KACHING: Gamblers lose $831m on Ipswich poker machines

Poker machine addict Shaun has overcome an addiction to poker machines. Photo Justin Van Heerden
Poker machine addict Shaun has overcome an addiction to poker machines. Photo Justin Van Heerden

IPSWICH poker machines drained more than $831 million from local wallets in just 12 years.

A special ARM Newsdesk investigation reveals $831,691,980 was spent on our local government area's 1519 electronic gaming machines from July 2004 to April 30 this year.

The amount gambled away is about $5884 for every one of Ipswich's 141,341 adult residents.

Yearly, our poker machine losses average out to $69,307,665 million.

The financial pain does not end at the region's 19 gaming venues, with the Alliance for Gambling Reform saying that for every $1 the Queensland Government collects in gambling-related taxes, local governments may spend up to $7 trying to fix the social problems pokies cause.

One of Australia's leading authorities on gambling, Dr Charles Livingstone, said for each addict, five to 10 other people would be impacted including family, friends and employers whose workers embezzled money to fund their habit.

The Monash University academic said the city's gaming industry employed about three people per $1 million expenditure compared to the restaurant industry which employed 28 people for the same cash turnover.

Ipswich Mayor Paul Pisasale said gambling was part of the "Australian way of life" and while some punters had problems the gaming industry also contributed to the city's economy.

"Since the introduction of the machines the community has seen the creation of improved facilities and better local recreation and entertainment venues which trade to support local sporting clubs and community groups," Cr Pisasale said.

"They also create local employment.

"I know that responsible clubs keep an eye on problem gamblers and offer help when needed."

Ipswich Chamber of Commerce and Industry executive officer Carol Levinge  said her organisation was unable to comment on the $831 million lost over 12 years for a number of reasons.

"It's important to note that the ICCI is unable to provide a broad position on the issues of poker machine gambling since we represent a diversity of members, some of whom benefit from gambling and others who might hold adverse views," Ms Levinge said.

"I do not currently have the context around the figure ($831 million) quoted in terms of poker machine turnover necessary to give a view on whether that figure is relatively high."
Dr Livingstone warned the damage poker machines created was on par with the damage alcohol did.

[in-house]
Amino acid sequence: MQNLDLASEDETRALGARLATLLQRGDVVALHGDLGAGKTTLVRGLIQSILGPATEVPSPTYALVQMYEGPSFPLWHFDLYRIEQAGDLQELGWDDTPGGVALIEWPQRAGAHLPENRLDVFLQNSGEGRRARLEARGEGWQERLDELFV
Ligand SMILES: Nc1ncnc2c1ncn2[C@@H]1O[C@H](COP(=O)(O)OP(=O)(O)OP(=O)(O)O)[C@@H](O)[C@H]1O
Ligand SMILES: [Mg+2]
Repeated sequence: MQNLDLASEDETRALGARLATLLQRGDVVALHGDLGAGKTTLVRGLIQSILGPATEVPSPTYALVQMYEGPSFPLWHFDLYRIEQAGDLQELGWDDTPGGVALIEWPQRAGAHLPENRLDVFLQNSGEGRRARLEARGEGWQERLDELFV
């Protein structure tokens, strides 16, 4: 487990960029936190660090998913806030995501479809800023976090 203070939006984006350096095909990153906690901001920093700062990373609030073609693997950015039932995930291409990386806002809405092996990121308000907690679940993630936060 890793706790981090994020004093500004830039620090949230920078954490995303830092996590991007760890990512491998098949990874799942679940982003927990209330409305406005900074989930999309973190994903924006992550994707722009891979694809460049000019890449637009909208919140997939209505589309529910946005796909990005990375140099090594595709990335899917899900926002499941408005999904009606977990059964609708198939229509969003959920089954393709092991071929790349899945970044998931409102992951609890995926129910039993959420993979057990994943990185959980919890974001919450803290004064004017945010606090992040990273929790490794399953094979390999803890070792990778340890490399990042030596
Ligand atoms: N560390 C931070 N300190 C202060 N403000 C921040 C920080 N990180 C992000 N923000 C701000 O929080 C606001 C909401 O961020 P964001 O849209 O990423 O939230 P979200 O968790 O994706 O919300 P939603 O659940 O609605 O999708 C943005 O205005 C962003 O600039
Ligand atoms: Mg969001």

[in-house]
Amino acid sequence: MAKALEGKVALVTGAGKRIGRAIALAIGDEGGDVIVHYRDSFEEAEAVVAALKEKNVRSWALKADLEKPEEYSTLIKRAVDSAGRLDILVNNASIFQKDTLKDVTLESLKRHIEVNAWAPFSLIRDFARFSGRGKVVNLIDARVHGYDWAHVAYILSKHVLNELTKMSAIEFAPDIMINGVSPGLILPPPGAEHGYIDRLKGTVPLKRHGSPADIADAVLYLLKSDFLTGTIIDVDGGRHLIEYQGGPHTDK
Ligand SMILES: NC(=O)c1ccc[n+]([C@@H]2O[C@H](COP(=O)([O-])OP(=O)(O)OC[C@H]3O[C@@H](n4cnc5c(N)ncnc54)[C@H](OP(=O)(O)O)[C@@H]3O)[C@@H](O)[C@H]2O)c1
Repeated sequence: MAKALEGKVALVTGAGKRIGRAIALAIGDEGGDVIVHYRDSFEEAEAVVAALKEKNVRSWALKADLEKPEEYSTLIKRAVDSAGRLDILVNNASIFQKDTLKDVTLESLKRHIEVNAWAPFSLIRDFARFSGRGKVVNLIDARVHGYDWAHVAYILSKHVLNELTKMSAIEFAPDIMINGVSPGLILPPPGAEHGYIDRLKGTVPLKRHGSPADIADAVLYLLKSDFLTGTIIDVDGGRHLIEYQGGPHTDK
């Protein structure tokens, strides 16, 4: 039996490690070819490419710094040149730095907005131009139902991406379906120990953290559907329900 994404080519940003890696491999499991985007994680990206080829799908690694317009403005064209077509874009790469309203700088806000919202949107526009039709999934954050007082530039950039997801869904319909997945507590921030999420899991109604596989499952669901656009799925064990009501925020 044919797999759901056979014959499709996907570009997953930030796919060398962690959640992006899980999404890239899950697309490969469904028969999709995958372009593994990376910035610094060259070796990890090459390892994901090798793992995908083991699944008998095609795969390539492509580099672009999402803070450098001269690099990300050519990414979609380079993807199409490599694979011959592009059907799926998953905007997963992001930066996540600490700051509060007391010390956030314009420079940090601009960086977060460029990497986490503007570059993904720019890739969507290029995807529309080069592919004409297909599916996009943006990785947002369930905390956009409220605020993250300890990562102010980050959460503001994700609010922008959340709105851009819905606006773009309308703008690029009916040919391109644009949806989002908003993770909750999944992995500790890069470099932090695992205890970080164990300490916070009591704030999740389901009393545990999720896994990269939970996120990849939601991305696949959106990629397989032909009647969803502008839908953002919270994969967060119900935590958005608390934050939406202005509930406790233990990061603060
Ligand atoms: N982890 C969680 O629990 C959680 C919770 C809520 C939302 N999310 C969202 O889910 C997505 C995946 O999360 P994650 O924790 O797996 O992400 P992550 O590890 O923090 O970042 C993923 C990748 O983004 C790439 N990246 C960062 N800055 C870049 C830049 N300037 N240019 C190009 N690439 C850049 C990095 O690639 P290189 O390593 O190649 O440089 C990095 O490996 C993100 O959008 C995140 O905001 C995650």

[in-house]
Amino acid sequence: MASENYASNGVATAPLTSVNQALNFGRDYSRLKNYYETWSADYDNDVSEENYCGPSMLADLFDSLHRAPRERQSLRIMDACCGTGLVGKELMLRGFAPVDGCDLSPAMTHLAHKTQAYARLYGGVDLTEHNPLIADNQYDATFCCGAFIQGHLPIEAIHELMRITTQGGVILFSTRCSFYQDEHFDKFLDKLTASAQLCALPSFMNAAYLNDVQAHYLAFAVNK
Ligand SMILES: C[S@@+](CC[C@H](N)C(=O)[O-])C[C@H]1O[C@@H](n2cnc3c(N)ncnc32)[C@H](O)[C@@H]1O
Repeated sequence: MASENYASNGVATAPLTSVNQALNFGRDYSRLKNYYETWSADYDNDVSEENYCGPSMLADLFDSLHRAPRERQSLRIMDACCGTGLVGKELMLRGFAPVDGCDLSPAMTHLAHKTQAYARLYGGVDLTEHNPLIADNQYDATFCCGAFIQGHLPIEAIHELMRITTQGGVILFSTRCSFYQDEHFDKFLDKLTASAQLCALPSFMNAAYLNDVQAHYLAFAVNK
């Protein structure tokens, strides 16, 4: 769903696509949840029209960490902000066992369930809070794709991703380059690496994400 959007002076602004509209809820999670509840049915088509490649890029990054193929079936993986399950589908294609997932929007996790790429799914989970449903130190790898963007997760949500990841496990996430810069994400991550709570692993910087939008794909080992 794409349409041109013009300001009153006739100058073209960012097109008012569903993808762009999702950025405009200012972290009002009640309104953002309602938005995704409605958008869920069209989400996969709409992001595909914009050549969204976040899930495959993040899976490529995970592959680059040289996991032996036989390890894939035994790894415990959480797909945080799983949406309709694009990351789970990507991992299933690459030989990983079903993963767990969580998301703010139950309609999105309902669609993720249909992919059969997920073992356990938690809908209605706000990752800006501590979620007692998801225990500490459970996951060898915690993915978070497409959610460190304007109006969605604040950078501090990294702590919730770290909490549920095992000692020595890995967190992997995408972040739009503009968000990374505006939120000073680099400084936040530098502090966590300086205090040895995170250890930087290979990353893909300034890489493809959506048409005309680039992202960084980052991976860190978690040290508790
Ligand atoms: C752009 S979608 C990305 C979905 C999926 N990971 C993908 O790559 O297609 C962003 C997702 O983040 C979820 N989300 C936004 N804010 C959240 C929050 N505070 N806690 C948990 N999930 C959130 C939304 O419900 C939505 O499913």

"The harms are widespread but the benefits of poker machines are collected by a very narrow group - for example a company that's operating a pub with pokies," the Monash University School of Public Health and Preventive Medicine researcher said.

"The harms include mental and physical health problems and in extreme cases suicide.

"There's also neglect of children, family breakdown, domestic violence and crime."

Alliance for Gambling Reform strategy director Rohan Wenn  said the avalanche of money flowing through poker machines must be stopped.

Mr Wenn's organisation will soon begin calling on all Queensland councils to join the alliance's battle to make pubs and clubs "safe con-free places".

"Poker machines are a con job - they are not accidentally addictive, they are deliberately addictive," Mr Wenn said.

"For every dollar in state taxes from gaming, local governments spend $7 cleaning up the mess made by poker machines - these are the struggling businesses, the broken homes, the suicides, the divorces.

"Local governments are the ones that clean up the mess and get no money for it.

"It's money that's not being spent in the local shops - it's money that's being stolen from local business."


Average Aussie bloke's average Aussie pastime ends in $60,000 debt

AT 24, Shaun is your average Aussie bloke.

He works hard, loves hanging out with his mates, adores his parents and four siblings, doesn't mind a beer and reckons having a punt is just part of being born under a southern sun.

"Gambling is actually something that I can track back to when I was really quite young, maybe eight or nine years old," Shaun says.

"I look back and I remember playing cards for chocolate - I have a little bit of a reflection on that and I can see that there were signs that I enjoyed gambling, even then."